The question on appeal is whether the chancellor abused his discretion in modifying the custody provisions of the divorce decree.

The findings of change in circumstances indicates that the chancellor treated the original decree as having determined plaintiff's fitness at that time and that since that decree was entered, changed circumstances had rendered her unfit. The testimony of the relationship between plaintiff and Bruckner prior to the divorce decree was admitted by the chancellor. We infer from the wording of his oral decision that the chancellor considered that testimony. The parties dispute the admissibility of that testimony. Plaintiff claims that the divorce decree was conclusive of the facts then existing in view of the defendant's knowledge then of the facts even if not disclosed then to the chancellor. This objection would be valid (Hewitt v. Long, 76 Ill. 399) if this proceeding were merely between plaintiff and defendant. Where the best interests of a child have been involved, however, this Court has approved admission of testimony of facts prior to the decree unknown at the time by the chancellor. Harms v. Harms, 323 Ill. App. 154; Serotzke v. Serotzke, 335 Ill. App. 485. The divorce decree established plaintiff's fitness for custody at the time. The testimony of plaintiff's misconduct with Bruckner in February 1949 was the basis of the claim and finding of change of circumstances since the divorce decree. Testimony of other conduct previous to the decree not bearing on that misconduct was not admissible on the question of change of circumstances.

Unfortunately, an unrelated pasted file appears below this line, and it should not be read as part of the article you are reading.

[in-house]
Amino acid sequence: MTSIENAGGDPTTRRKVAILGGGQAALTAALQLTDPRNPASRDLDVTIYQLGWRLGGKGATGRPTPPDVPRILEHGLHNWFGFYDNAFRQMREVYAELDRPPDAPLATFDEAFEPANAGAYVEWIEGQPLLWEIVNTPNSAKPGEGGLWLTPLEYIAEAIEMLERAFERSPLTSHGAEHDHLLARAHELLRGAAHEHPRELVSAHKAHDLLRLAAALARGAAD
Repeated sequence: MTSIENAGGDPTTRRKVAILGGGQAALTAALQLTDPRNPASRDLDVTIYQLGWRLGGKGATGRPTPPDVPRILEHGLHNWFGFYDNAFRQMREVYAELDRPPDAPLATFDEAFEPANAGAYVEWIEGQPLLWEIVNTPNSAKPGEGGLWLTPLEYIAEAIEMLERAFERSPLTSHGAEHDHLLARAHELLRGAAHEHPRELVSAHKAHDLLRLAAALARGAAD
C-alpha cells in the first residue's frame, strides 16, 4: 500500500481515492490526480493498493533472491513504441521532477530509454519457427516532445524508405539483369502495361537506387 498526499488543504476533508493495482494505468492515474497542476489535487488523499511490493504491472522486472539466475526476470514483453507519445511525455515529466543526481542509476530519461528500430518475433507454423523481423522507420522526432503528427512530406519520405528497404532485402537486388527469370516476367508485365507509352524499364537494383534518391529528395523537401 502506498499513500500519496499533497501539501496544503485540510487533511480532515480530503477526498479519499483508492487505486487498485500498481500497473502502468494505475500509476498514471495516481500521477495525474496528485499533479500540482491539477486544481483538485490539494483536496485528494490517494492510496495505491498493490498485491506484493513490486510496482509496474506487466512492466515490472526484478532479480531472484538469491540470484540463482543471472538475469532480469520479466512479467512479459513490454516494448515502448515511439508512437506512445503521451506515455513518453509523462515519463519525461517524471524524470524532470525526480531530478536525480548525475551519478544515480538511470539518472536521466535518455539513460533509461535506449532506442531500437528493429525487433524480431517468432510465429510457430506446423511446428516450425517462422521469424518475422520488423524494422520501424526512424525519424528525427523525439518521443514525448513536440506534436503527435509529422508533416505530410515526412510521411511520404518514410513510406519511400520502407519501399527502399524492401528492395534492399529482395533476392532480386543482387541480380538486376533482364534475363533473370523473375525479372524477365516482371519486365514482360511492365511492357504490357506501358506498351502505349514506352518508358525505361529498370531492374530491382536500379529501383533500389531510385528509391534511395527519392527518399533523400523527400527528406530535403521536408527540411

It is not denied that the testimony of plaintiff's predivorce conduct was not offered at the divorce hearing. We cannot assume that the chancellor at the divorce hearing would have disapproved the agreement upon which the custody provisions were based, had the testimony been offered. Defendant was satisfied that plaintiff was then a fit custodian of Penny. It is true that he claims he did not know of the testimony of a former maid until after the divorce decree was entered. He also claims he withheld his own testimony at that time to protect Penny. The maid's testimony harmful to plaintiff is that Bruckner stayed overnight at the Nye home during defendant's absence in January 1947, and that plaintiff cautioned the maid against disclosing to defendant this event and cautioned the maid and Penny against disclosing other visits and telephone calls of Bruckner. The maid's testimony was cumulative proof of the relationship which defendant suspected during the period of his desertion of plaintiff and which he testified she admitted in the spring prior to the divorce.